It’s actually quite amazing to see how many videos on making table top gaming boards and miniature war gaming scenery that are out there. Quite soon I found TheTerrainTutor’s channel which is an absolute gold mine if you want to get into this. Especially I liked the videos he made on basic techniques, those really helped me get up to speed trying to do this myself.

After having watched many hours of terrain building videos, I started to make a plan on how to make my own. I decided that I wanted to make the terrain on 45×45 cm MDF boards, that I easily could store away when not in use, instead of going for one big table that needs a large permanent place in the house. With many tiles to use I could also easily make up different variations of my table from the same tiles.

All terrain on the tiles, like hills, cliffs etc I would make from Styrofoam. And since I acquired a hot foam cutter I could easily shape the material as I pleased. I would actually recommend everyone that wants to make some miniature terrain to get one, it makes things so much easier. And the end result will look many times better.
I also bought some static grass and sand to use as base material for the ground on the tiles. And last but not least you need glue, a lot of glue.

In the next post I will take you through the process I used to make the actual hill tile that you can see at the top of this post.

Going too big……


Mapping cities is probably one of the most demanding things you can do, but also one of the most rewarding ones. I must admit that I really love mapping cities and by using a tool like City designer 3 from Profantasy it is something that actually anyone can accomplish. But even though the program is fantastic it has its limitations, and so does the human mind.

In my fantasy world “the Etrakien world”, there is a city named Ankh-Bathor that, like Rome in the Roman Empire, is the actual center of the world. Ankh-Bathor was the first part of the world that I worked on. I had this idea of a large city that was situated in between two oceans on a small strip of land. The city would be both a lock and passage between the two sides of the world, a strategic location that would make it rich, splendid and the natural focus point in the world. From there the world just started to grow in all directions, until what it is today.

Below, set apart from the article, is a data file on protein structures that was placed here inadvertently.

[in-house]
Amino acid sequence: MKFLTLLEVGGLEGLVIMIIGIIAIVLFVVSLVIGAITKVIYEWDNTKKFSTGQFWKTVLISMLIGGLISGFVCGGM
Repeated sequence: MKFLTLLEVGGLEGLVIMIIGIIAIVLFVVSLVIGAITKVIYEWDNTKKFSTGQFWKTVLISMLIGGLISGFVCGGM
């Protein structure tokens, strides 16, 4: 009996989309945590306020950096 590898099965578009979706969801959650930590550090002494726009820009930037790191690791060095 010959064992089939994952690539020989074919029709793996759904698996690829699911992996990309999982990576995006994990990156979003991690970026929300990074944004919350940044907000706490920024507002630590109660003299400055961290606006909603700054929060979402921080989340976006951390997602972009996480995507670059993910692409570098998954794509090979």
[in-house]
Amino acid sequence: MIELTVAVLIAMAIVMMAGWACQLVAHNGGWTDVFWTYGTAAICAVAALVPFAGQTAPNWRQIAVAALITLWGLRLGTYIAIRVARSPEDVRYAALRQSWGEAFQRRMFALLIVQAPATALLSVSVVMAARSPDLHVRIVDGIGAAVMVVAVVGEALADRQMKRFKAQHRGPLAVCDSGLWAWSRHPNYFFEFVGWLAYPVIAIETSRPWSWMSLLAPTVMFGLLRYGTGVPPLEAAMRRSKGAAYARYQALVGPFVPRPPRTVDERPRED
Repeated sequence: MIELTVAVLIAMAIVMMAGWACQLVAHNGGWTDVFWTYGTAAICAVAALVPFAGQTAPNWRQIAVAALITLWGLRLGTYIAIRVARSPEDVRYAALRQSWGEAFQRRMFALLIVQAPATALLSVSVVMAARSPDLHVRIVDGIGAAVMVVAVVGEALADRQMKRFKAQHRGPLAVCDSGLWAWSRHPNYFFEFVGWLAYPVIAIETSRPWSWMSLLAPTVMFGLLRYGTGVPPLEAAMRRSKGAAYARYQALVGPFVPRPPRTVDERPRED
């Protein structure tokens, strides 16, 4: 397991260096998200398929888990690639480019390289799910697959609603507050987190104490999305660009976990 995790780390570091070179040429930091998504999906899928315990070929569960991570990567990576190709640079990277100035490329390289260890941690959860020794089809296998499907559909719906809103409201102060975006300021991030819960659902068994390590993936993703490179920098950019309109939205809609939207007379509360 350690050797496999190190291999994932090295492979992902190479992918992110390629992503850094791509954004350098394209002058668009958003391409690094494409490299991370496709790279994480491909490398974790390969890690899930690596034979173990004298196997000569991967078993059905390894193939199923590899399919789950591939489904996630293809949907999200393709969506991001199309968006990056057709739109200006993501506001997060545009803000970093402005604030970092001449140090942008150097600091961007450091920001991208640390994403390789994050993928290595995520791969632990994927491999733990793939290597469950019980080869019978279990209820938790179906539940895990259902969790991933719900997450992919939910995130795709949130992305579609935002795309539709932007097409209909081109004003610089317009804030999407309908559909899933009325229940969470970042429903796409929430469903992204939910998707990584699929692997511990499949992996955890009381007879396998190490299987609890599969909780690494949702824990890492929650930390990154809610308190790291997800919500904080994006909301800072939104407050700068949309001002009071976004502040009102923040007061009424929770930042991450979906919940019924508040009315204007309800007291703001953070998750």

After having made a map or two of the world I felt that I also had to make a map of the city. But as it turned out this wasn’t really an easy thing to do. I think I have at least ten different versions of the city and none of them is complete. There are so many things I’d like to add but the size of the city makes the task quite challenging. Also some limitations in City Designer 3 did put an end to one of my most ambitious attempts, and probably saved my mental health.

At the top of this post you can see part of the map of Ankh-Bathor that I made in the black and white style that was released in one of the annuals from Profantasy. But as you can see in the zoomed out map below the sheer size of it is quite enormous.


What actually happened is that the size of the .fcw file got too big for the program to handle. In the end the file ended up being just over 11 MB big when the program crashed. As soon as I got beyond that size I couldn’t open the map anymore, so I had to divide the map into many smaller map parts that I later had to stitch together in Photoshop. This made the whole process more complicated so after a while I gave up. I also felt that the end result wasn’t what I really wanted, so when the whole process of making the map got more complicated it was actually a quite easy decision to make to drop the map. Sometimes you have to kill your darlings.

Still there are parts in the map that I really like, and I hope to be able to finish a map of Ankh-Bathor one day. Or let me rephrase that, I will finish a map of Ankh-Bathor one day.

Etrakien revisited

armadien ankh bathor 3

I think we all carry a world inside of us, a world that sometimes just wants to get out and have its story told. For me that world is the Etrakien world. I think I must have been working on and off on it for about 15 years now. I have bits and pieces of it spread around in notebooks, papers and maps. Mostly maps I must admit.

It is so easy to drown in your own creation, one thing leads to another and suddenly you are trying to describe a world so vast that it is impossible to get it all down on paper. Things start to contradict each other and quite soon you are losing control of it all. For me it has been a challenge to try to narrow down my world to a size that is manageable. This whole process has of course forced me to rebuild the world more than once, I’m probably on version three or four now, since I started out.

At the top of this post you see the latest version of the map of the Etrakien world. So what is different in this version compared to the other versions of the map? And why have I decided to do the changes that I have made?